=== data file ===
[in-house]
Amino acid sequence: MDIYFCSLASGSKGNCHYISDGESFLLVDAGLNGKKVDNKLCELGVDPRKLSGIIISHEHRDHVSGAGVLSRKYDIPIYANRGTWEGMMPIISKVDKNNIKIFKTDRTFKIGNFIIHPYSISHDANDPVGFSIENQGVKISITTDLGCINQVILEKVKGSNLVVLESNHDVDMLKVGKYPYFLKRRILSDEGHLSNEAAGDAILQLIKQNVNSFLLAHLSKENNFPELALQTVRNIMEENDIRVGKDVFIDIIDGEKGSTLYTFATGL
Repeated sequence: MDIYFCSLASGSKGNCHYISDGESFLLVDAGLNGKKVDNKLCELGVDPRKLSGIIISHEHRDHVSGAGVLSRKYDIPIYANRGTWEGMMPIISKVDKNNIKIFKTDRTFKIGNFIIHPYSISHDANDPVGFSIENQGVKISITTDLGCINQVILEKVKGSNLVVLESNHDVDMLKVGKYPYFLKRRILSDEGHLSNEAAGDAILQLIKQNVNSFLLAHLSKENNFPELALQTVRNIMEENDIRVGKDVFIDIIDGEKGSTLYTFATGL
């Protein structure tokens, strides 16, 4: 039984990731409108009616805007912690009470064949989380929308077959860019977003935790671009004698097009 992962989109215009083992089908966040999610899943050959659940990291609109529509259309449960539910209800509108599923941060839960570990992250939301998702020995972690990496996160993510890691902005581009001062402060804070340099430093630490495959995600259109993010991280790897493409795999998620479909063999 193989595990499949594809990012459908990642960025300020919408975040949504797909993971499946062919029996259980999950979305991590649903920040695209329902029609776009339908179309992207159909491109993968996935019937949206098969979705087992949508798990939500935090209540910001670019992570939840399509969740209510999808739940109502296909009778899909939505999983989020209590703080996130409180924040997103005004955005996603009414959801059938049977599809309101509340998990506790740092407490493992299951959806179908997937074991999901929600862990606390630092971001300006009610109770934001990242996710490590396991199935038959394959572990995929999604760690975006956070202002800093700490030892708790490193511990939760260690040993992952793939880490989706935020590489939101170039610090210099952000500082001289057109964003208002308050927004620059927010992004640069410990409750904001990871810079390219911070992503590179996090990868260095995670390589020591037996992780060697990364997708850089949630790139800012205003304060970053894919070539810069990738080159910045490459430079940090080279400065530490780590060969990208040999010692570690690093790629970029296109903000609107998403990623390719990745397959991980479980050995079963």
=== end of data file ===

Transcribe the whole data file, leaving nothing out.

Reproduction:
[in-house]
Amino acid sequence: MDIYFCSLASGSKGNCHYISDGESFLLVDAGLNGKKVDNKLCELGVDPRKLSGIIISHEHRDHVSGAGVLSRKYDIPIYANRGTWEGMMPIISKVDKNNIKIFKTDRTFKIGNFIIHPYSISHDANDPVGFSIENQGVKISITTDLGCINQVILEKVKGSNLVVLESNHDVDMLKVGKYPYFLKRRILSDEGHLSNEAAGDAILQLIKQNVNSFLLAHLSKENNFPELALQTVRNIMEENDIRVGKDVFIDIIDGEKGSTLYTFATGL
Repeated sequence: MDIYFCSLASGSKGNCHYISDGESFLLVDAGLNGKKVDNKLCELGVDPRKLSGIIISHEHRDHVSGAGVLSRKYDIPIYANRGTWEGMMPIISKVDKNNIKIFKTDRTFKIGNFIIHPYSISHDANDPVGFSIENQGVKISITTDLGCINQVILEKVKGSNLVVLESNHDVDMLKVGKYPYFLKRRILSDEGHLSNEAAGDAILQLIKQNVNSFLLAHLSKENNFPELALQTVRNIMEENDIRVGKDVFIDIIDGEKGSTLYTFATGL
């Protein structure tokens, strides 16, 4: 039984990731409108009616805007912690009470064949989380929308077959860019977003935790671009004698097009 992962989109215009083992089908966040999610899943050959659940990291609109529509259309449960539910209800509108599923941060839960570990992250939301998702020995972690990496996160993510890691902005581009001062402060804070340099430093630490495959995600259109993010991280790897493409795999998620479909063999 193989595990499949594809990012459908990642960025300020919408975040949504797909993971499946062919029996259980999950979305991590649903920040695209329902029609776009339908179309992207159909491109993968996935019937949206098969979705087992949508798990939500935090209540910001670019992570939840399509969740209510999808739940109502296909009778899909939505999983989020209590703080996130409180924040997103005004955005996603009414959801059938049977599809309101509340998990506790740092407490493992299951959806179908997937074991999901929600862990606390630092971001300006009610109770934001990242996710490590396991199935038959394959572990995929999604760690975006956070202002800093700490030892708790490193511990939760260690040993992952793939880490989706935020590489939101170039610090210099952000500082001289057109964003208002308050927004620059927010992004640069410990409750904001990871810079390219911070992503590179996090990868260095995670390589020591037996992780060697990364997708850089949630790139800012205003304060970053894919070539810069990738080159910045490459430079940090080279400065530490780590060969990208040999010692570690690093790629970029296109903000609107998403990623390719990745397959991980479980050995079963």